More On Understanding Bird Behavior and Improving Your Bird Photography … « Arthur Morris/BIRDS AS ART

More On Understanding Bird Behavior and Improving Your Bird Photography ...

What’s Up?

I’ve been spending lots of time with the crane colt family, two adult Sandhill Cranes with Orangey Colt and Gray Colt. I have been learning a ton about their behavior and may just be on the verge of creating some really special stuff of the whole family swimming … Yes, swimming. With luck, I may have a chance this morning after totally blowing it yesterday … Today is Friday 3 APR 2020.


Please do not think for one second that I do not realize how blessed I am to be able to go down to the lake here at ILE every morning and afternoon and find some interesting birds to photograph. Though there is almost always something to photograph here, late winter and early spring are prime time. Heck, last night I got some head portraits of one of the two new ILE visitors: Crested Caracara.

Do I Even Have to Ask?

Which of today’s featured images is your favorite? Be sure to let us know why you made your choice.

From Fred Innamorato via e-mail

Hi Artie,

I want to thank you for making the Sony e-Guide and videos available and for the work you put into the blog as well as for your books that teach us how to photograph birds and also for your camera User’s Guides. There is just no possible way I would have been able to get my Sony a9 ii camera settings so technically correct for doing birds in flight on my own without this guide. in my opinion, Sony should pay you for taking on the task of educating their customers. Sony has created an amazing camera but they fail to explain to their customers how to take full advantage of it. I appreciate that you know and have access to some very competent people with the technical backgrounds to assist you in your field experimentation to come up with the best and most practical and useful Menu Settings for bird photography. We all will benefit from your unique ability to pull this together. I am especially happy with your instructions on how to use the Zebra Settings for getting proper exposures. I really can’t thank you enough Artie for making my bird photography hobby so much more enjoyable than it would have been otherwise. My photography brings me great satisfaction. Sharing quality photographs with my family and friends has generated lots of interest in my hobby and why I do it. Life is good!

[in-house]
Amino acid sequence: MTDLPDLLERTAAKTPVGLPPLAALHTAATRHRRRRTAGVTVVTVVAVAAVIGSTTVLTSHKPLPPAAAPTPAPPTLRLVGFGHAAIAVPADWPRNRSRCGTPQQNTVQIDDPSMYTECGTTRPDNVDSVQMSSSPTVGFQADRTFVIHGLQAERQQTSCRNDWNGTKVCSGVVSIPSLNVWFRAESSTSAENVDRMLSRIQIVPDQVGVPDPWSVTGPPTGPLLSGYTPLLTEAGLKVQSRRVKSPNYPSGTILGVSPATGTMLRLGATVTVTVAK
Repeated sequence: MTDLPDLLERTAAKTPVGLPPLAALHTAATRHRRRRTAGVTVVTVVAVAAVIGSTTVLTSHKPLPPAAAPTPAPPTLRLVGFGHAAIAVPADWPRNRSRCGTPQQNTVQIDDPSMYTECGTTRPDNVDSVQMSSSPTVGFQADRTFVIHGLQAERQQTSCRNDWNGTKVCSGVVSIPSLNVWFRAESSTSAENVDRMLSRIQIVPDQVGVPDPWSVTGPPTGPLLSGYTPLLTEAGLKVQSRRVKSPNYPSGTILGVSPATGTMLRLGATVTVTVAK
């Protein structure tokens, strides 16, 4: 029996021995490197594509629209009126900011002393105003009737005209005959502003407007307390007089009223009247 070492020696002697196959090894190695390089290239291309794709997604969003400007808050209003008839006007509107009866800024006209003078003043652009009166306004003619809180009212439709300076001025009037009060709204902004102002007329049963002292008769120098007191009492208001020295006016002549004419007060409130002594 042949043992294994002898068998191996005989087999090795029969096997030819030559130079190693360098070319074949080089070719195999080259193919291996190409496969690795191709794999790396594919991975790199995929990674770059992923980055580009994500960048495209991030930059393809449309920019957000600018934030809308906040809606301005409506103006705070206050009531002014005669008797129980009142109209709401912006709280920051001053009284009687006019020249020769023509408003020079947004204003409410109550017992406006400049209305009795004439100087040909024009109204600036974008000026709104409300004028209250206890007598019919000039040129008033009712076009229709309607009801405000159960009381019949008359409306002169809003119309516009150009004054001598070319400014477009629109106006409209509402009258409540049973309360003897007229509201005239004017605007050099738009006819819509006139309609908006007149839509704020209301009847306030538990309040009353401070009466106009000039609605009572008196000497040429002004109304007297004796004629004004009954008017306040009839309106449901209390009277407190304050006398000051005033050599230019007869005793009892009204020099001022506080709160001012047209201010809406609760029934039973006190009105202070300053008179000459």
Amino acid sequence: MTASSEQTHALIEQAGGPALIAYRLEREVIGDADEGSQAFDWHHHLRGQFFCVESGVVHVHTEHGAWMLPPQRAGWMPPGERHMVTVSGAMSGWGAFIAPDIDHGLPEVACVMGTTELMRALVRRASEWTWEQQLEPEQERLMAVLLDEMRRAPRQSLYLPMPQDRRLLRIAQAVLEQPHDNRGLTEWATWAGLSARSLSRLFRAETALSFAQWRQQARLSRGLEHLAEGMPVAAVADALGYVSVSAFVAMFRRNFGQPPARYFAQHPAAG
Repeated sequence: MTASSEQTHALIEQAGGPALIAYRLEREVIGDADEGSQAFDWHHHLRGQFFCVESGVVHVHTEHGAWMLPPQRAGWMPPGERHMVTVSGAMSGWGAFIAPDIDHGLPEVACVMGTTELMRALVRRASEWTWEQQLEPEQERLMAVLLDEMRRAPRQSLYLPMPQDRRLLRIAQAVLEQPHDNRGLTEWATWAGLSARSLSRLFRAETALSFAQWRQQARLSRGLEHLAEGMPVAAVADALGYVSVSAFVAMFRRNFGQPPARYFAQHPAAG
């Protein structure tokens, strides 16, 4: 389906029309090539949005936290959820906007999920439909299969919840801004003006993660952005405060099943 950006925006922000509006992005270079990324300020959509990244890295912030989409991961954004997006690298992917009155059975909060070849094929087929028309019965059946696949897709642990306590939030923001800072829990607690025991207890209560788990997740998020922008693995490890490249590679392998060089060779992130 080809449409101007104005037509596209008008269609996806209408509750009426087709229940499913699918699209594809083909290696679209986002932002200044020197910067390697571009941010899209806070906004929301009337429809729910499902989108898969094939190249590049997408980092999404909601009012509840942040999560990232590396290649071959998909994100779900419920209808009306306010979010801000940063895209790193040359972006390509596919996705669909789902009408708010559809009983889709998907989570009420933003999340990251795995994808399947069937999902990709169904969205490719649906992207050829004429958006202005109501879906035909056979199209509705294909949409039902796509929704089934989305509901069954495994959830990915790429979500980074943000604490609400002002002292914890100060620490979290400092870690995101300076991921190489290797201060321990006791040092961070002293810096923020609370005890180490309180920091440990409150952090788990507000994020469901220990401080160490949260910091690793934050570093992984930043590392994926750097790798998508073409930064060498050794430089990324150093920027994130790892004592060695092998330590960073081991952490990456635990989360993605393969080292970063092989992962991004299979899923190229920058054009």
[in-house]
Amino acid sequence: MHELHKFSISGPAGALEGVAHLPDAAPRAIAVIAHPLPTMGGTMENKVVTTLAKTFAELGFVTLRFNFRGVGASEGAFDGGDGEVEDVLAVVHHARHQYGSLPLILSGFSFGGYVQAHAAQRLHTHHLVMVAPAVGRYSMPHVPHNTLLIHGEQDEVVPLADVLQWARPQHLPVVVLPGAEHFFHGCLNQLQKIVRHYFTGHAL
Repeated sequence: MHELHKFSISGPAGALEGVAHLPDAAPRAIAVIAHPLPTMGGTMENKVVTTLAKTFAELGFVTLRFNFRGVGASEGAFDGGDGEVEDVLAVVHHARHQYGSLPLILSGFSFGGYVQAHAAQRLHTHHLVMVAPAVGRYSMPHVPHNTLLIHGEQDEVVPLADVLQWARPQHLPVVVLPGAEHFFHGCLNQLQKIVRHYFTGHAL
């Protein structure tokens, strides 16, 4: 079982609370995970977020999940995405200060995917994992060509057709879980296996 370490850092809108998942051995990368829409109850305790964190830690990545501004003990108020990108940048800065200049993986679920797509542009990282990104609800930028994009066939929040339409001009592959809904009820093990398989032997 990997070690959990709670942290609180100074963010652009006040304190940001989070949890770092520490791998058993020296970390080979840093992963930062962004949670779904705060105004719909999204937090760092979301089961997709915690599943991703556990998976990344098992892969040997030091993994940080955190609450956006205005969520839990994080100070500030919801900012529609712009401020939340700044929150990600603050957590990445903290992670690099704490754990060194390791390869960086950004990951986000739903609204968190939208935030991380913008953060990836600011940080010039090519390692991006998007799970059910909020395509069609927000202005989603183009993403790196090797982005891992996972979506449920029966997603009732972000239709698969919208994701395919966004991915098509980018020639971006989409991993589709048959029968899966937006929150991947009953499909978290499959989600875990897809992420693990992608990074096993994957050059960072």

I highly recommend the purchase of your Sony e-Guide and Video(s). This information is just not available anywhere else. Even from Sony …

Fred Innamorato

The Sony Camera Videos and Pre-publication e-Guide Costs and Discount Info

I recently sent aa link to the March 19 Version of the SONY e-Guide to the 31 folks who have purchased it. It will siureely be the next-to-last pre-publication version.

The cost of the SONY e-Guide is $100.00 US and will include one of the camera set-up videos — we offer one video each for the a7r iii, the a7r iv, the a9, and the a9 ii — and the written guide with the galleries. The guide is now 98% done and you will — of course, receive the final version when it is completed. I sent out the third draft today to those who have purchased the Guide with or without the discount.

Folks who have used my B&H links or purchased their SONY gear from Bedfords will receive said discount based exactly on how much they spent. If you spent more than $10,000 you will receive one free video and the e-Guide. Additional camera videos are $25.00 each. If you spent $2400, you will receive a 24% discount, and so on and so forth. And again, additional camera videos will be $25.00 each.

I will need time to verify your B&H purchases so folks will need to send their receipts and then be a bit patient. It is much easier to verify Bedfords’ purchases but I need those receipts as well.

If you have not used BAA links, please do so in the future. If that is the case and you would like the e-Guide now, please send a Paypal for $100 US to and be sure to include the words “SONY Pre-publication Guide” in the Paypal e-mail along with the name of your camera or cameras so that you can receive the correct video or videos. Please add $25 for each additional camera video. Be sure to send a copy of the Paypal transaction to me via e-mail.

Folks who have used BAA links to purchase their SONY gear should send their receipts to me via e-mail asap and let me know which camera videos they need. I will verify their purchases as quickly as possible and send a quote to be paid via Paypal as above.

Thanks to all who have properly used my B&H links or gone through the fabulous Steve Elkins at Bedfords, and thanks to everyone for having faith in the information that I provide, knowing that it will be the best available anywhere.